Charging at home
Most EV and PHEV owners will charge at home if they can. Due to their smaller battery packs, PHEVs can generally be charged overnight using a standard 120-volt outlet. Charging this way only adds about 2-3 miles of range per hour, but since many PHEVs offer fewer than 30 miles of electric range, most will be topped off by the time you leave for work in the morning.
But if you drive a full EV or even a PHEV with a more substantial battery pack (such as the Honda Clarity PHEV or Toyota RAV4 Prime), you're going to want to upgrade your home charging situation. A qualified electrician can install a Level 2 charging station in your garage or on the exterior of your house, which speeds up charging times drastically. These chargers use a 240-volt connection and can add between 12 and 37 miles of range per hour, according to ChargePoint. Note that range per hour added depends on a variety of factors, including the size of the vehicle battery, the capacity of the vehicle's onboard charger, and the output of the charging station itself.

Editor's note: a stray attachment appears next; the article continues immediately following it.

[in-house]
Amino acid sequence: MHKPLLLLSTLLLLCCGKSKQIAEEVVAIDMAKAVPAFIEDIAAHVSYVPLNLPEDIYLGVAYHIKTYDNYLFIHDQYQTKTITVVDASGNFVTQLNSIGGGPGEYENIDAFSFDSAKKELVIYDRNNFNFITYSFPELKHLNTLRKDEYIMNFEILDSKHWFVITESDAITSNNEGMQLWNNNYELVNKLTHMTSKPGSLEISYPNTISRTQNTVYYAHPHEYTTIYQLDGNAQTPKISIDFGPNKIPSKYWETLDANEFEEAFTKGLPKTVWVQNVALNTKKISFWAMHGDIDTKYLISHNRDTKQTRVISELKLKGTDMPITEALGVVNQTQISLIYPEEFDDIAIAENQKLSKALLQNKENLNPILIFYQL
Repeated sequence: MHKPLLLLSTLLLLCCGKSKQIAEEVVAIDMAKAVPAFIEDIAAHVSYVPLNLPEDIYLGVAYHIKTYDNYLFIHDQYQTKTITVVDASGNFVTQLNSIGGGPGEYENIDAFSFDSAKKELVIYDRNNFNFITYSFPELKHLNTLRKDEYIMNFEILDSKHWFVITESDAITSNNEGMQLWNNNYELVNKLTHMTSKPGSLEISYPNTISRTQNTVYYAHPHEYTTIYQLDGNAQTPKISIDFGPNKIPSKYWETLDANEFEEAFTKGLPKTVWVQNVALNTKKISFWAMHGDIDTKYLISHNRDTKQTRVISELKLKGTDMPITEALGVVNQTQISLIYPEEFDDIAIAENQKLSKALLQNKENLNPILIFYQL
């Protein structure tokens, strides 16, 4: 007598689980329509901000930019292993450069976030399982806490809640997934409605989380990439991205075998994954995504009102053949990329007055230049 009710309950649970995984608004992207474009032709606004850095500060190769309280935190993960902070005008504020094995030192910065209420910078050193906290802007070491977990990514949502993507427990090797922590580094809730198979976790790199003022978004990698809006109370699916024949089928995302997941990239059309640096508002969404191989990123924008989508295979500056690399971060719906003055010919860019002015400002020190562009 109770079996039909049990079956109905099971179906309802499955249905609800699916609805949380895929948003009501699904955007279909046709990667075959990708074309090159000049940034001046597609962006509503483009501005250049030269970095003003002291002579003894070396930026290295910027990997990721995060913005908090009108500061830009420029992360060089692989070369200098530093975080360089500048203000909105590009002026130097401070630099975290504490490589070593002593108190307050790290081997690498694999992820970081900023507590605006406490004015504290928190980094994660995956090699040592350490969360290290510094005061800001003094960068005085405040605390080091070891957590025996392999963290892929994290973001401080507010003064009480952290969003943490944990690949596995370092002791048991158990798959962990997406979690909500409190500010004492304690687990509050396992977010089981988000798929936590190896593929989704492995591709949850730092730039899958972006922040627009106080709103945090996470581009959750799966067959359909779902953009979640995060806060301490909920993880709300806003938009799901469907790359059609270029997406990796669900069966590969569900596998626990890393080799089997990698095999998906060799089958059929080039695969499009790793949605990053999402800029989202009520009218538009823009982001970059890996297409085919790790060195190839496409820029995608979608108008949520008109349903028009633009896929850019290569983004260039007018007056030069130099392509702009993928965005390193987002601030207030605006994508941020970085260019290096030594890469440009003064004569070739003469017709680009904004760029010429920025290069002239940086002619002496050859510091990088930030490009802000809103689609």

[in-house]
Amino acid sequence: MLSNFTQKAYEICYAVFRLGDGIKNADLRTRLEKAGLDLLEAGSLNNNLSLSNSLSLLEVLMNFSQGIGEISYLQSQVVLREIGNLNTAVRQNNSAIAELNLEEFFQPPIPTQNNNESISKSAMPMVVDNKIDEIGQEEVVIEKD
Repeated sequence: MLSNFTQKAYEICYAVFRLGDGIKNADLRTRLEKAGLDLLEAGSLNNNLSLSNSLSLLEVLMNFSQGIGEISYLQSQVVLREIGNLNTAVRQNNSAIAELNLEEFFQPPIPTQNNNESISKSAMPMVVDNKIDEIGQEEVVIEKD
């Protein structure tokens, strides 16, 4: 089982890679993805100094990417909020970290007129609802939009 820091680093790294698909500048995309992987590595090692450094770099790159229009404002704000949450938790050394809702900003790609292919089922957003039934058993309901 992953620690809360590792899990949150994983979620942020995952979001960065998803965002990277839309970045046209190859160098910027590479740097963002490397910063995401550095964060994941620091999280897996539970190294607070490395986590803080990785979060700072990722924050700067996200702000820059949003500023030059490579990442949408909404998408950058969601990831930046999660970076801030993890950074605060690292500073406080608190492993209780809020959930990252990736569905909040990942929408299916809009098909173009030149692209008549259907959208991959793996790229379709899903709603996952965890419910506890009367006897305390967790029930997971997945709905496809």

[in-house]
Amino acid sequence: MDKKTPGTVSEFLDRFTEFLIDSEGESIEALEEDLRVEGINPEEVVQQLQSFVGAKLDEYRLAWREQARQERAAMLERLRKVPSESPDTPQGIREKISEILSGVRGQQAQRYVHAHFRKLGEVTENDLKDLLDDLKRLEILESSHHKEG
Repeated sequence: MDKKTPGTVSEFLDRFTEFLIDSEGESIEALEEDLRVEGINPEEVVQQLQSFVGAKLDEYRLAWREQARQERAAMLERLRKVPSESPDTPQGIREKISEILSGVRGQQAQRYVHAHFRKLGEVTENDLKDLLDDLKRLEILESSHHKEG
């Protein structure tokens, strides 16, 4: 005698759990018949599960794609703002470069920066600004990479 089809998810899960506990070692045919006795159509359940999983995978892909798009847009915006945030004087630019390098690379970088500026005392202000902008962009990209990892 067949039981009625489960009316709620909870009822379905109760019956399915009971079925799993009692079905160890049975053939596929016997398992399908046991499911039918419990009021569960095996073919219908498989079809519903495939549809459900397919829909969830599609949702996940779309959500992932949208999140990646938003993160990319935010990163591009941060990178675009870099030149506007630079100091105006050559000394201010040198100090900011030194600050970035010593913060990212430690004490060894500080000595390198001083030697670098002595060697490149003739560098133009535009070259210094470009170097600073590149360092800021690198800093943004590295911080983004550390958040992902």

2020 Tesla Model Y
According to the U.S. Census Bureau, the average round-trip commute from home to work is just over 55 minutes. Even if we assume that the commute happens primarily at highway speed (which uses more energy), nearly every electric vehicle on sale today can cover it with range to spare. But if you don't plan on recharging every night, or you live in a dwelling where charging isn't available, or you foresee long-distance road trips in your future, you're going to want to research destination charging options.
PlugShare is a great resource for drivers looking to charge on the go. The website and app display the nearest charging stations and let you filter by your vehicle's plug type and the station's power output. Most charging stations are Level 2, similar to what you can add in your home. But there are two types of rapid-charging stations that can fill your battery much faster, provided your vehicle has the necessary inputs: Tesla's Supercharger stations and DC fast-charging stations.